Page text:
• BTS’ broadly-based freight shipment index closed the year at a record high – the seventh all-time high it reached during the year.  The index rose 6.1 percent during the year, the biggest annual gain since the post-recession recovery year of 2010.
  • More driving took place on the nation’s roads in 2017 than in any previous year, topping 3.2 trillion vehicle miles, according to the Federal Highway Administration’s (FHWA) Traffic Volume Trends. July 2017 was the top all-time month for vehicle miles, followed by August 2017.
  • The number of passengers on U.S. airlines were on pace through November to set a new yearly high in 2017, despite a hurricane-related dip in September. Through November, the number of passengers was up 3.0 percent from the same period in 2016, the previous high. July 2017 was the top all-time month for flying, followed by August 2017 and June 2017.

Tranportation Network miles chart my mode

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Don’t forget to Spring Forward this Sunday, March 11 at 2 a.m., as Daylight Saving Time begins. This is a wonderful time of year to check off a few other housekeeping details, including checking your smoke detector batteries and taking a moment to check for vehicle safety recalls.  The U.S. Department of Transportation’s National Highway Traffic Safety Administration is reminding motorists that adding this to your spring and fall safety routines keeps you and your family safe all year long. You can also take the opportunity to check for safety recalls for child car seats and tires. To see a list of open recalls, visit NHTSA.gov/Recalls.

How Do I Check for Recalls?

Checking for recalls is simple but essential. Take these three steps toward a safer vehicle.

  1. Find your Vehicle Identification Number (VIN). The 17-character VIN is like your vehicle’s Social Security Number. It’s a unique code that identifies a car or truck. It’s on a label inside your driver’s side doorjamb. Or, while standing outside the vehicle at the driver’s side door, look down at where the windshield meets the dashboard. You’ll find the VIN stamped under the glass. You might also find it on your car’s registration or your insurance documents.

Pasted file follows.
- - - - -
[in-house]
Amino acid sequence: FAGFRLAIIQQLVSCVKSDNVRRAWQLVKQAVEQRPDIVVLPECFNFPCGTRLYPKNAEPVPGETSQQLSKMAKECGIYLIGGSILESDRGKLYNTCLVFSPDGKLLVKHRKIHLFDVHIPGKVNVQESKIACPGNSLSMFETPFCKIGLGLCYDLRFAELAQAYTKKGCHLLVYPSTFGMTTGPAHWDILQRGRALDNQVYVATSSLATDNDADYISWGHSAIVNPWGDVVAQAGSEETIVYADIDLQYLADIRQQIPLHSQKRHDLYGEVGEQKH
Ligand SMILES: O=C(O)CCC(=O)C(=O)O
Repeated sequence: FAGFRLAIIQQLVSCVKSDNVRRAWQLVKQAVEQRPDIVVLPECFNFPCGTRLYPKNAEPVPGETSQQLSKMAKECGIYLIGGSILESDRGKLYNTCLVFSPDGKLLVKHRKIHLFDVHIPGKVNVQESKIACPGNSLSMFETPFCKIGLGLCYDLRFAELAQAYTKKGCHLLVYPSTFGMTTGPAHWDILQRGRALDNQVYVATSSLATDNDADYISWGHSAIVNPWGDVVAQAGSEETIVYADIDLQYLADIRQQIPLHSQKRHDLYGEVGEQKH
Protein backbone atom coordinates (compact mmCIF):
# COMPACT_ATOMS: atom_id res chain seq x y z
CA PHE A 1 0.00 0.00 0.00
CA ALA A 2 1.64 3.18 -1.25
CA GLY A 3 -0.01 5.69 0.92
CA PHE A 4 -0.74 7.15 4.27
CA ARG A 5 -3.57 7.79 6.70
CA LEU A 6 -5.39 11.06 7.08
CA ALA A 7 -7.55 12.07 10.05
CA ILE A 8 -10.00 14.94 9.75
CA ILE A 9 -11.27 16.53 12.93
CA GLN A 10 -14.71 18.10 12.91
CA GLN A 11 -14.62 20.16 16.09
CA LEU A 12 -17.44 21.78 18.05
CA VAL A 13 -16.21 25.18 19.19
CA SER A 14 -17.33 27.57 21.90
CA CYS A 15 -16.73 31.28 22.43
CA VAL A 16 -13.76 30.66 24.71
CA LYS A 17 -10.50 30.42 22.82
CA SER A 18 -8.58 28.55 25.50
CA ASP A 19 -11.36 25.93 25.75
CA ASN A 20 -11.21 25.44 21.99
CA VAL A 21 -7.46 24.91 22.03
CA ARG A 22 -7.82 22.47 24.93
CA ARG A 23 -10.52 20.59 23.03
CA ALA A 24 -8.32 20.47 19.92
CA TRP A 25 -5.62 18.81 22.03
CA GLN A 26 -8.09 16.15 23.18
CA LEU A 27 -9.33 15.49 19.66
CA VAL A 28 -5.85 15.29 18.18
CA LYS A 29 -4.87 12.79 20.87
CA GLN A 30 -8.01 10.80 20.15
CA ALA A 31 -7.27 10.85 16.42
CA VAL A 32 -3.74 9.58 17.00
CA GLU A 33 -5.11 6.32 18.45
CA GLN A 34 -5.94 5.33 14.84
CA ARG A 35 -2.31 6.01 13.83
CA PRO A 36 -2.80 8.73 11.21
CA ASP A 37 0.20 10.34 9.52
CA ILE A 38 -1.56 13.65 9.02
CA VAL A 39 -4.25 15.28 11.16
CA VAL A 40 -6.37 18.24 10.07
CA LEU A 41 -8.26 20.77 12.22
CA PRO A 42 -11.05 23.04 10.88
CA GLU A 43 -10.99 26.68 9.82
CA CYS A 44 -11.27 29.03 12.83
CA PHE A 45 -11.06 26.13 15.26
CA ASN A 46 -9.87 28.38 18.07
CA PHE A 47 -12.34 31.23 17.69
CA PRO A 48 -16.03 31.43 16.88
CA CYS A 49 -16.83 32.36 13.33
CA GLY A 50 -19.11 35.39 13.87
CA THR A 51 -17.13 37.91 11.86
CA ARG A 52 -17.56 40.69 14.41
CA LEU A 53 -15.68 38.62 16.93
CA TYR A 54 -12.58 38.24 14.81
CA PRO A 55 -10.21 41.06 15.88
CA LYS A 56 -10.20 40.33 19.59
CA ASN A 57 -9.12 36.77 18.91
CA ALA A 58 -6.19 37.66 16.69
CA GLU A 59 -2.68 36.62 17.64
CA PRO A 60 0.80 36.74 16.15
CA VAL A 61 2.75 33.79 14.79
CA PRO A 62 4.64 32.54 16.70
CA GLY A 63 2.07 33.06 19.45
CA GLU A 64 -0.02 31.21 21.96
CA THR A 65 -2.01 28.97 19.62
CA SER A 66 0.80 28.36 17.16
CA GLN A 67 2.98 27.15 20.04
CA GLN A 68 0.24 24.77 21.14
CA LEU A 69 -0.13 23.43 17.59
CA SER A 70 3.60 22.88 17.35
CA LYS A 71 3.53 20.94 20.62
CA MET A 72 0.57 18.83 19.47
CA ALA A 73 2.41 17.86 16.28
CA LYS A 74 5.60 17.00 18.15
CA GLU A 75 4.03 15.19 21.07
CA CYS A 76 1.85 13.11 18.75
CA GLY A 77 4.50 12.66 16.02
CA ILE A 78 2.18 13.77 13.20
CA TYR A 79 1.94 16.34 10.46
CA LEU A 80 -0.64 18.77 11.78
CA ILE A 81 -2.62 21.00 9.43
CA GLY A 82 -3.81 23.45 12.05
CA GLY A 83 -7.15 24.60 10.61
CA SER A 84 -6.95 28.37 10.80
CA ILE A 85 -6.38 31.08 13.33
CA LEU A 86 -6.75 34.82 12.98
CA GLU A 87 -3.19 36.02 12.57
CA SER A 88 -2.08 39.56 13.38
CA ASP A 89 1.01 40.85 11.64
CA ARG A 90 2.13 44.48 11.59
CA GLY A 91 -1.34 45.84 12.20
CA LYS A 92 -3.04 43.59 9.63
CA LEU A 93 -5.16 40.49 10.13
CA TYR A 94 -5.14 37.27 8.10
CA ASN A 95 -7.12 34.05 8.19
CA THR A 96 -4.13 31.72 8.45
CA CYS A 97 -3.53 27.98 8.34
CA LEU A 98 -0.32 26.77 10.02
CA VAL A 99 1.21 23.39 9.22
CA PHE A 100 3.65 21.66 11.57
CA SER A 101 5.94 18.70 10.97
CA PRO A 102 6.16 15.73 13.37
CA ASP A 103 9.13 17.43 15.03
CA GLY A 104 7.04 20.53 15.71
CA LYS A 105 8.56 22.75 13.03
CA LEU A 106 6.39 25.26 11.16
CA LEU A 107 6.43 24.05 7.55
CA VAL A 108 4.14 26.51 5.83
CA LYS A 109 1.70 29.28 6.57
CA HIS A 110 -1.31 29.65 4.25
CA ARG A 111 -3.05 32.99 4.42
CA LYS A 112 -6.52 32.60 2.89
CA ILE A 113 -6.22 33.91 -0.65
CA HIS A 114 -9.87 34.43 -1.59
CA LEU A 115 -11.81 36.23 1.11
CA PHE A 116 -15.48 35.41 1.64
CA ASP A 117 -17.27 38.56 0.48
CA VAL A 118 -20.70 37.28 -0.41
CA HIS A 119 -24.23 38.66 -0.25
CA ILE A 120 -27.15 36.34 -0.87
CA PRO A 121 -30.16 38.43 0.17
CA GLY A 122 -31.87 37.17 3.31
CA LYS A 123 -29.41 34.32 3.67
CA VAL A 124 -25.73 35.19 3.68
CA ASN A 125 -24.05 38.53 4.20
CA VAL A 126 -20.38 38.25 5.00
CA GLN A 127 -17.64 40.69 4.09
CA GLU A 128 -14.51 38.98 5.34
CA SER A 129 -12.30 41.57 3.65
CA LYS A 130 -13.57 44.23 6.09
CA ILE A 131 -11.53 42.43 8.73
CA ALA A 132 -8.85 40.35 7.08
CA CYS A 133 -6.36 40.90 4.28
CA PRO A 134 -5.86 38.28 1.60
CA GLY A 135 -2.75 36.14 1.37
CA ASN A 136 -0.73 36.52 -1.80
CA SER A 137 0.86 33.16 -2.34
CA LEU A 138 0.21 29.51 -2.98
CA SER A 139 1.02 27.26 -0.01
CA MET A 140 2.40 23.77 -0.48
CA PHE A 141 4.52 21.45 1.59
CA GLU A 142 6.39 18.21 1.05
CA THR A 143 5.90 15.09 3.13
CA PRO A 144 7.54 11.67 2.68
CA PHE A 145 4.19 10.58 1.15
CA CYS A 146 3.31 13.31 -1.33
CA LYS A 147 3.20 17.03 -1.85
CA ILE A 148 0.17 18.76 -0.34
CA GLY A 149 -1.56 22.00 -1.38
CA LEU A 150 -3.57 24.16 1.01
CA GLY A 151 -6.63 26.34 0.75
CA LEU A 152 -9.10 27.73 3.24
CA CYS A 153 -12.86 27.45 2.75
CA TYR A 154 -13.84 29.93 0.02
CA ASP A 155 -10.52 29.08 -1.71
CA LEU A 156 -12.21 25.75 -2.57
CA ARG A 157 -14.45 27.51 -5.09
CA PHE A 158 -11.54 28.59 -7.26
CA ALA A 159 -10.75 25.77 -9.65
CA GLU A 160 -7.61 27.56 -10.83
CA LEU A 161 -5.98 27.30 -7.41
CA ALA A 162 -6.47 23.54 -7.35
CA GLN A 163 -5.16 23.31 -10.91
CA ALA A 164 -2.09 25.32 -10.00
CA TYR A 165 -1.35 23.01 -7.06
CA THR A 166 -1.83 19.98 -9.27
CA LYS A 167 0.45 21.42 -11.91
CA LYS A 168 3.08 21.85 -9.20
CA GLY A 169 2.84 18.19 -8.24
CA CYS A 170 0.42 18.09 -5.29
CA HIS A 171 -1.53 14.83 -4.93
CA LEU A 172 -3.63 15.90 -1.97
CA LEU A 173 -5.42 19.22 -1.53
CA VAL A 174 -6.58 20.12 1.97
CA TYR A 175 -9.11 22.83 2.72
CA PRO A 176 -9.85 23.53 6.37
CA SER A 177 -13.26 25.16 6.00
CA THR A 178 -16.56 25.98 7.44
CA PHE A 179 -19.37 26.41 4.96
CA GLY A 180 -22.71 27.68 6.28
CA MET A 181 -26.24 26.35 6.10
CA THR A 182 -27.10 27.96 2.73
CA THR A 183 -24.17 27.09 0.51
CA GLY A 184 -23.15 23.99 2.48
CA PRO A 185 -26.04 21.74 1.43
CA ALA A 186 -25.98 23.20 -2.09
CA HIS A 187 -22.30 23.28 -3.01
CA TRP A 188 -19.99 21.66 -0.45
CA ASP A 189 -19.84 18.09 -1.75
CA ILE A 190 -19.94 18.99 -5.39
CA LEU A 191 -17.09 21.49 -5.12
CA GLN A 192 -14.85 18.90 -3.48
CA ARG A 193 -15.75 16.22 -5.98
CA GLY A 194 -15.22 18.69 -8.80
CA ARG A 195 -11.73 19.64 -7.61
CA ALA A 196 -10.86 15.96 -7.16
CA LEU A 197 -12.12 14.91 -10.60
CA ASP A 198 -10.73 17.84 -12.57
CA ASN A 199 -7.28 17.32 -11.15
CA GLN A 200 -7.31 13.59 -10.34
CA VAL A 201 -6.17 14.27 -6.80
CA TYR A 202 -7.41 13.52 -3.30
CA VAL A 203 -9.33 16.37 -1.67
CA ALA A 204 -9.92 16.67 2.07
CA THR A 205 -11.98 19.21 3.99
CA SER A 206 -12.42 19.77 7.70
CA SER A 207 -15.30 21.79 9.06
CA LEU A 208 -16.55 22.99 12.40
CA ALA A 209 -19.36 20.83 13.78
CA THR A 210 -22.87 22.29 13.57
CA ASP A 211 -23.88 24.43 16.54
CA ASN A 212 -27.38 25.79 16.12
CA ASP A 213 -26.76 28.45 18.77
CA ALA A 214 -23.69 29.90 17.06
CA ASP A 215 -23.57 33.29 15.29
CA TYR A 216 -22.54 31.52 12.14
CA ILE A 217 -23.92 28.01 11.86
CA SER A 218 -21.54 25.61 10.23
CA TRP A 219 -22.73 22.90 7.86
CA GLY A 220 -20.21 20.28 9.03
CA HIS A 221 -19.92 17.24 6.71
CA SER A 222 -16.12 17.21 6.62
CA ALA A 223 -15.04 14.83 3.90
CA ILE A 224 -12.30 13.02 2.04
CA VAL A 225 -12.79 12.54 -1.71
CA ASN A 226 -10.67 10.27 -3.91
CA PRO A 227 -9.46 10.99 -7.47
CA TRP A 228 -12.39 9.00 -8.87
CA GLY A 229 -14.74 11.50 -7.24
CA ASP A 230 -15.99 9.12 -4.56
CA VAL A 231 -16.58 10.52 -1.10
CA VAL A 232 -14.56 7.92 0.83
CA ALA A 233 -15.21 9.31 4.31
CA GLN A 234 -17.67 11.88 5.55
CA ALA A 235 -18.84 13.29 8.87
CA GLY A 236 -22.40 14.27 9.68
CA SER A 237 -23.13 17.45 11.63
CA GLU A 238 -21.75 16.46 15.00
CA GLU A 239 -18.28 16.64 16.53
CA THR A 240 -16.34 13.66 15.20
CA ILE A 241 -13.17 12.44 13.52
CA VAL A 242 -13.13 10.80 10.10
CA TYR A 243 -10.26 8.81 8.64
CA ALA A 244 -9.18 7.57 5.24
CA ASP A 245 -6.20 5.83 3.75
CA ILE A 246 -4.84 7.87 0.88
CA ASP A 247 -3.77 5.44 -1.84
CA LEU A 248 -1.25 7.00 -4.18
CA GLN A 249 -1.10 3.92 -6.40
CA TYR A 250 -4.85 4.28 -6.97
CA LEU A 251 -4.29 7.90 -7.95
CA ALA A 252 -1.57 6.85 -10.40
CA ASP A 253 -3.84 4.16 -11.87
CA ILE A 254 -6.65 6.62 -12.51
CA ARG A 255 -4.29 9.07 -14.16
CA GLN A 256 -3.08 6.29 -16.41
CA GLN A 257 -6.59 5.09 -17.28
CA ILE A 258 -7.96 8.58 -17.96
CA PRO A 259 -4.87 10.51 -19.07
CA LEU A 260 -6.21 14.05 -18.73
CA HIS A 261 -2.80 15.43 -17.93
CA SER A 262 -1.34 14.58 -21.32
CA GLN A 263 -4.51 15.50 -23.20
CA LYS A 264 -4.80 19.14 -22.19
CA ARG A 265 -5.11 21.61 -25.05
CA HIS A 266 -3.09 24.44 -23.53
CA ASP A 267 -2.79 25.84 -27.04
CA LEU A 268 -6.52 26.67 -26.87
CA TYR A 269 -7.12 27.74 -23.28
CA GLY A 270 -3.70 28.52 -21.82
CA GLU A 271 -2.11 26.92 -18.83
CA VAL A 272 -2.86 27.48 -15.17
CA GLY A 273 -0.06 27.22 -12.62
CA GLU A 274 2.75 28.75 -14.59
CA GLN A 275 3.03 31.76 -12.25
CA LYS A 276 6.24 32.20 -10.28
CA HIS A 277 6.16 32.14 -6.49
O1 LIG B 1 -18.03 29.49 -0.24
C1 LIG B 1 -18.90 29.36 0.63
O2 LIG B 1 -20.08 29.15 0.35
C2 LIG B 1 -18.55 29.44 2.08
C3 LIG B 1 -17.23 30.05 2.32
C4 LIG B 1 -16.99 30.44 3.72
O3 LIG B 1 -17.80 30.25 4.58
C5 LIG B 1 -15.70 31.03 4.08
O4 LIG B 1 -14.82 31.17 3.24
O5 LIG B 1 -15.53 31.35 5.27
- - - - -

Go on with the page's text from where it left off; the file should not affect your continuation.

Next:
2. Search using your VIN at NHTSA.gov/Recalls. Your search will tell you if there’s an open safety recall affecting your vehicle and what steps to take.
  3. Get your vehicle repaired immediately if you have an open recall. Follow the steps indicated by your VIN search. Your vehicle’s manufacturer is required by law to address your recall—and to do it for free.
  4. Sign up for free safety recall e-mails. Visit https://www-odi.nhtsa.dot.gov/nhtsa/subscriptions and sign up for NHTSA’s recall notifications, which will alert you about recalls for your vehicle, tires, or child car seats. This service is free.

Photo of clock in spring meadow with vin number

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Whether they are emergency responders, city planners, pipeline operators, homeowners, students or just curious neighbors, it’s important for community members to know where pipelines are located so they can be avoided or found, serviced and monitored.

The U.S. Department of Transportation’s Pipeline and Hazardous Materials Safety Administration (PHMSA) offers an excellent resource for learning more about local pipelines. The National Pipeline Mapping System’s (NPMS) Public Map Viewer includes interactive maps showing the locations of hazardous liquid and gas transmission pipelines, and Liquefied Natural Gas (LNG) plants nationwide. Interested individuals can also access information about related pipeline incidents going back to 2002.

Anyone can use NPMS’s Public Map Viewer to access this information and more, one county at a time. For a quick tutorial before using the public map viewer, or for help finding specific information, view the new instructional video on the Pipeline and Hazardous Materials Safety Administration’s YouTube page, “How to locate pipelines in your area with the National Pipeline Mapping System.”

Screen shot of the National Pipeline Mapping System